About 800 men have come forward this year alleging they were sexually abused as boys by Boy Scouts of America leaders, a group of lawyers said Tuesday.
Their announcement at a news conference in Washington, D.C., came a day after two Philadelphia lawyers in the group filed a lawsuit on behalf of a 57-year-old Luzerne County man who says he was sexually abused starting around age 12 by a troop leader in the 1970s.
“There is a crisis in the Boy Scouts,” Philadelphia attorney Stewart Eisenberg said during the news conference at the National Press Club, which was livestreamed on Facebook.
Eisenberg and the other lawyers at the news conference formed a group called Abused in Scouting in February to encourage victims to come forward in the wake of news reports about a possible bankruptcy filing by the Boy Scouts of America.
As a result, about 800 men across the country have contacted the group, Eisenberg said.
In a phone interview Monday, Eisenberg said that more lawsuits may be coming.
The plaintiff in the lawsuit filed in Philadelphia Common Pleas Court Monday does not want to be identified beyond his initials, S.D. his age, and his hometown area, Eisenberg said. S.D. was a member of Boy Scout Troop 100 in Plains Township, near Wilkes-Barre. Starting when he was 12 or 13 years old around 1975, he was sexually abused for about five years by an assistant scoutmaster in his troop, Eisenberg said.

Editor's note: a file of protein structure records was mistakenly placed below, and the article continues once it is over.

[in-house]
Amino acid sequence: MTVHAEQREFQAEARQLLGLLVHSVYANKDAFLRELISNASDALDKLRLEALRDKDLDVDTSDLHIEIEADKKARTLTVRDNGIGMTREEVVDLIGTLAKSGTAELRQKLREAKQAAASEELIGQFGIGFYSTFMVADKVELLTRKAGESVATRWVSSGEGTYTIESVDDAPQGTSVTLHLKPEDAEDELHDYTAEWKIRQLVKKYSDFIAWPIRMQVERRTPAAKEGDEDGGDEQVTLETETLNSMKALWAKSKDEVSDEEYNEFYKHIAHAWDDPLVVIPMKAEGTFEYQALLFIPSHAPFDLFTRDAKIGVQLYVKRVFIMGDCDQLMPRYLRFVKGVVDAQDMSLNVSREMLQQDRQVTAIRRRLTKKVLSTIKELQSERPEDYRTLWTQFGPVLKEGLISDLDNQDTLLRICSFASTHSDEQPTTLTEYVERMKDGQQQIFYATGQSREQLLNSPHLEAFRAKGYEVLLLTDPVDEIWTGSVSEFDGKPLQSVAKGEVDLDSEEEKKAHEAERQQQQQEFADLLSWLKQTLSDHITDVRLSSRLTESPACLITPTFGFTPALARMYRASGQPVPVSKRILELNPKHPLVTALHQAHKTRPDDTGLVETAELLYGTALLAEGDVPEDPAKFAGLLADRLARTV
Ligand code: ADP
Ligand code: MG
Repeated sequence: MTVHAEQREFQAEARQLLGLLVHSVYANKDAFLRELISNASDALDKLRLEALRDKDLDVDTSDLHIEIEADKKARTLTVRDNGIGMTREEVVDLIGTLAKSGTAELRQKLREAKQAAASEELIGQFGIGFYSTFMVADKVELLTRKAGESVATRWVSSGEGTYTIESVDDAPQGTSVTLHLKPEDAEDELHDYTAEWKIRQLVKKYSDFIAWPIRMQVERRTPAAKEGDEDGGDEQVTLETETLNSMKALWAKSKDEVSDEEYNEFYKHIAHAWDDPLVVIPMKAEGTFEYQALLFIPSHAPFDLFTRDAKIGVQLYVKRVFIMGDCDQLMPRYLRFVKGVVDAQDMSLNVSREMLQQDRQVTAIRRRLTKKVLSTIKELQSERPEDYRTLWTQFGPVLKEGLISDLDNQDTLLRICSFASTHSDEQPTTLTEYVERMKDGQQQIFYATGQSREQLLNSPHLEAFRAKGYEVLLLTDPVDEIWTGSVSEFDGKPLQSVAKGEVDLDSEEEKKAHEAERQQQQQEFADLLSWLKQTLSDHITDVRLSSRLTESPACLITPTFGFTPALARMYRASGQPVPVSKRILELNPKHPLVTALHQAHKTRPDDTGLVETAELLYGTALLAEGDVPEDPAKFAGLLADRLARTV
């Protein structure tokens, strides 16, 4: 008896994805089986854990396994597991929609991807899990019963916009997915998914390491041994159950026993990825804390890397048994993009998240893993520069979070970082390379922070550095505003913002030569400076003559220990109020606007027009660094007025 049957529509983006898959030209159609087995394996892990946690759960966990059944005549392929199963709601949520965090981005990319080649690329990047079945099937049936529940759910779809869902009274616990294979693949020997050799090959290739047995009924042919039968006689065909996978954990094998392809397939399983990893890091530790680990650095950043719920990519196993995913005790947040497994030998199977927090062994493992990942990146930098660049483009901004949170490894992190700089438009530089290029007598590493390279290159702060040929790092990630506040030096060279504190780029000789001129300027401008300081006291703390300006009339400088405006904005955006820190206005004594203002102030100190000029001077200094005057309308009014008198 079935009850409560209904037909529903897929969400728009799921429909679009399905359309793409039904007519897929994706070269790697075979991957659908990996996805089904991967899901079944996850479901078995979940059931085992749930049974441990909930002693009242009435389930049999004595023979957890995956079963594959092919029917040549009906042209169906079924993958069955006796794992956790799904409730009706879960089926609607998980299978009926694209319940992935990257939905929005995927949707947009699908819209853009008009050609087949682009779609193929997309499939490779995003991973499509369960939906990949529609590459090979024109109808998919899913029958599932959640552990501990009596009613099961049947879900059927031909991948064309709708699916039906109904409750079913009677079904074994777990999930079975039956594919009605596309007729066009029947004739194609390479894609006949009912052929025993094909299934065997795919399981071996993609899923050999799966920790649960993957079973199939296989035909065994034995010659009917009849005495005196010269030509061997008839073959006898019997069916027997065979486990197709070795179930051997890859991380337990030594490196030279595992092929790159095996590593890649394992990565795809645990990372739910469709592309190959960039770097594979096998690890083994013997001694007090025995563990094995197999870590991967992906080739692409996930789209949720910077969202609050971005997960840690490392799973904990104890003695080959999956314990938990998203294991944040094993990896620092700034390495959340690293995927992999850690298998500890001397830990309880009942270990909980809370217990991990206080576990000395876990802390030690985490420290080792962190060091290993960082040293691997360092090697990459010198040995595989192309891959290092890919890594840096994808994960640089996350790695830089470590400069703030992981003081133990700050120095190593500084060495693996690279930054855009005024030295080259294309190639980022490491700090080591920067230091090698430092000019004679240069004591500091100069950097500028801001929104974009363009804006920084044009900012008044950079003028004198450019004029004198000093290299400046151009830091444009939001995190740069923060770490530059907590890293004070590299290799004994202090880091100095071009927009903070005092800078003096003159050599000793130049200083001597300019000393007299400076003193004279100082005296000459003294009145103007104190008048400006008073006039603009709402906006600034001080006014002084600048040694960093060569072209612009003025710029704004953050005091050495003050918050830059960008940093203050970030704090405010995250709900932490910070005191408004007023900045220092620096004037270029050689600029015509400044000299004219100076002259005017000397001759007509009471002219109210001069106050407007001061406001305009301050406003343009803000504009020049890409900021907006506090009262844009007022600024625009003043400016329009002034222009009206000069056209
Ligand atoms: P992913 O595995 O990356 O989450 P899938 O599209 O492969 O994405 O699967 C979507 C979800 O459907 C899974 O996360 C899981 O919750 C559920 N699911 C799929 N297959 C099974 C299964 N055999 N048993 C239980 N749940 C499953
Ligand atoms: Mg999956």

The lawsuit names as defendants Texas-based Boy Scouts of America; the Penn Mountains Council, a chartered organization of the Boy Scouts that administers programs in and around Luzerne County; and S.D.’s alleged abuser, Paul Antosh, of the Wilkes-Barre area.
A woman who answered the phone at the Boy Scouts of America’s headquarters told a Philadelphia Inquirer reporter Tuesday to contact its press office by email for comment. The press office did not immediately respond to an emailed request for comment.
A message left on a voicemail listed on a home number listed for a Paul Antosh in Wilkes-Barre was not immediately returned Tuesday.
For nearly a century, the Boy Scouts of America has kept a list of thousands of leaders suspected of preying on young boys — called “perversion files” or “ineligible volunteers files” — and were kicked out of scouting, Scout officials acknowledged in April.
During the news conference, the lawyers called on Congress — which created the Boy Scouts more than a century ago — and other authorities to act.
“Congress can hold hearings,” Eisenberg said.
And if the U.S. Congress won’t act, local and state prosecutors can do so, the lawyers said.
The attorneys said that during their call-out to victims during the past six months via their website and through television campaigns, about 800 former scouts have reached out to their group and from that, the attorneys have identified about 350 alleged predators who were Boy Scout leaders who have previously not been identified in the Scout’s “perversion files.”